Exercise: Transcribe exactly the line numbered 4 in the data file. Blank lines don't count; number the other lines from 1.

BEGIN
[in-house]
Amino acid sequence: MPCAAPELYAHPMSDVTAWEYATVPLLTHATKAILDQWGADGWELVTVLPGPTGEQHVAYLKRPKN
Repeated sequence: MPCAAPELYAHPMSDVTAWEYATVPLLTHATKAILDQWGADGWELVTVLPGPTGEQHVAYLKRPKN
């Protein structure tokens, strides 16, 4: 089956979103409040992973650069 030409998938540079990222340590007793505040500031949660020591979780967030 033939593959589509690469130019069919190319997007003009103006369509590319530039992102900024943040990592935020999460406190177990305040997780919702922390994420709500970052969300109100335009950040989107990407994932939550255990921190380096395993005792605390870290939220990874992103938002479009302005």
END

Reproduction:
């Protein structure tokens, strides 16, 4: 089956979103409040992973650069 030409998938540079990222340590007793505040500031949660020591979780967030 033939593959589509690469130019069919190319997007003009103006369509590319530039992102900024943040990592935020999460406190177990305040997780919702922390994420709500970052969300109100335009950040989107990407994932939550255990921190380096395993005792605390870290939220990874992103938002479009302005």